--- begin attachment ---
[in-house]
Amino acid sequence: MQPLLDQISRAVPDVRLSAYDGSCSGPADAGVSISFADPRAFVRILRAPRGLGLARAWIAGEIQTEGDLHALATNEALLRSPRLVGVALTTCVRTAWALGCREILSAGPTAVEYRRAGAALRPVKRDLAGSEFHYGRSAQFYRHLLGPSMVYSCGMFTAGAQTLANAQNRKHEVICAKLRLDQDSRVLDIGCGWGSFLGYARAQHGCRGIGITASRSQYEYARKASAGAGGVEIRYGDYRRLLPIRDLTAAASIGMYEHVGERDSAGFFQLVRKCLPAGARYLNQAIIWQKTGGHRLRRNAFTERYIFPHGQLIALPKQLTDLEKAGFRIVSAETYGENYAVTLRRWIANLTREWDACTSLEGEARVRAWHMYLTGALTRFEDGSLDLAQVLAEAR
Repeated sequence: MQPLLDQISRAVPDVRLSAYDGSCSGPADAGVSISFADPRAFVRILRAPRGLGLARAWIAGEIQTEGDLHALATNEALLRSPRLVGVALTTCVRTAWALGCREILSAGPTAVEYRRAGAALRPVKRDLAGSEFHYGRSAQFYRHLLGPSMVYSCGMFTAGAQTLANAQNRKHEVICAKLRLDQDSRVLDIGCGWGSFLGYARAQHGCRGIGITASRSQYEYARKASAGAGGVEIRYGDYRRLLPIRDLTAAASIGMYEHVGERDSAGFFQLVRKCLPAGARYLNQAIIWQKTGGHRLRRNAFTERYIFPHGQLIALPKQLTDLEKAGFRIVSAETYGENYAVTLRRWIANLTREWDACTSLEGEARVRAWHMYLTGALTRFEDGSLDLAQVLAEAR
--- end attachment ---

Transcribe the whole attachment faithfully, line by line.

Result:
[in-house]
Amino acid sequence: MQPLLDQISRAVPDVRLSAYDGSCSGPADAGVSISFADPRAFVRILRAPRGLGLARAWIAGEIQTEGDLHALATNEALLRSPRLVGVALTTCVRTAWALGCREILSAGPTAVEYRRAGAALRPVKRDLAGSEFHYGRSAQFYRHLLGPSMVYSCGMFTAGAQTLANAQNRKHEVICAKLRLDQDSRVLDIGCGWGSFLGYARAQHGCRGIGITASRSQYEYARKASAGAGGVEIRYGDYRRLLPIRDLTAAASIGMYEHVGERDSAGFFQLVRKCLPAGARYLNQAIIWQKTGGHRLRRNAFTERYIFPHGQLIALPKQLTDLEKAGFRIVSAETYGENYAVTLRRWIANLTREWDACTSLEGEARVRAWHMYLTGALTRFEDGSLDLAQVLAEAR
Repeated sequence: MQPLLDQISRAVPDVRLSAYDGSCSGPADAGVSISFADPRAFVRILRAPRGLGLARAWIAGEIQTEGDLHALATNEALLRSPRLVGVALTTCVRTAWALGCREILSAGPTAVEYRRAGAALRPVKRDLAGSEFHYGRSAQFYRHLLGPSMVYSCGMFTAGAQTLANAQNRKHEVICAKLRLDQDSRVLDIGCGWGSFLGYARAQHGCRGIGITASRSQYEYARKASAGAGGVEIRYGDYRRLLPIRDLTAAASIGMYEHVGERDSAGFFQLVRKCLPAGARYLNQAIIWQKTGGHRLRRNAFTERYIFPHGQLIALPKQLTDLEKAGFRIVSAETYGENYAVTLRRWIANLTREWDACTSLEGEARVRAWHMYLTGALTRFEDGSLDLAQVLAEAR